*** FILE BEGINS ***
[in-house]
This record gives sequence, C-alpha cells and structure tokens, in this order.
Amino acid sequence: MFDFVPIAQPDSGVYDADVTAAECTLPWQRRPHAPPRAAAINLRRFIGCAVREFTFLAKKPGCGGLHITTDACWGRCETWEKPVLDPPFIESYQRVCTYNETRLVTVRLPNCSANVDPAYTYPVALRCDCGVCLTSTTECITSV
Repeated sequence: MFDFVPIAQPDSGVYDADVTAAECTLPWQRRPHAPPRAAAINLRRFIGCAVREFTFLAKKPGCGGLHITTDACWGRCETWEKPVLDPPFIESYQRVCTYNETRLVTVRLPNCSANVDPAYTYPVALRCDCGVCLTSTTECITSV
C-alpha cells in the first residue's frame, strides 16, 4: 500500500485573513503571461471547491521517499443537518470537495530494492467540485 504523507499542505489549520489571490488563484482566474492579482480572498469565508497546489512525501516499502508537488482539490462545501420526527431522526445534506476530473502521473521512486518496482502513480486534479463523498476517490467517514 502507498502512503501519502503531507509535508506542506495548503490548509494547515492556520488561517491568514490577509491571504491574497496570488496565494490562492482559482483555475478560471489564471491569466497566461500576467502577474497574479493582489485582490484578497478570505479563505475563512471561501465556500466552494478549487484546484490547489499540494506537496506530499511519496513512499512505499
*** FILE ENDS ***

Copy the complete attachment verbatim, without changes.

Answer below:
[in-house]
This record gives sequence, C-alpha cells and structure tokens, in this order.
Amino acid sequence: MFDFVPIAQPDSGVYDADVTAAECTLPWQRRPHAPPRAAAINLRRFIGCAVREFTFLAKKPGCGGLHITTDACWGRCETWEKPVLDPPFIESYQRVCTYNETRLVTVRLPNCSANVDPAYTYPVALRCDCGVCLTSTTECITSV
Repeated sequence: MFDFVPIAQPDSGVYDADVTAAECTLPWQRRPHAPPRAAAINLRRFIGCAVREFTFLAKKPGCGGLHITTDACWGRCETWEKPVLDPPFIESYQRVCTYNETRLVTVRLPNCSANVDPAYTYPVALRCDCGVCLTSTTECITSV
C-alpha cells in the first residue's frame, strides 16, 4: 500500500485573513503571461471547491521517499443537518470537495530494492467540485 504523507499542505489549520489571490488563484482566474492579482480572498469565508497546489512525501516499502508537488482539490462545501420526527431522526445534506476530473502521473521512486518496482502513480486534479463523498476517490467517514 502507498502512503501519502503531507509535508506542506495548503490548509494547515492556520488561517491568514490577509491571504491574497496570488496565494490562492482559482483555475478560471489564471491569466497566461500576467502577474497574479493582489485582490484578497478570505479563505475563512471561501465556500466552494478549487484546484490547489499540494506537496506530499511519496513512499512505499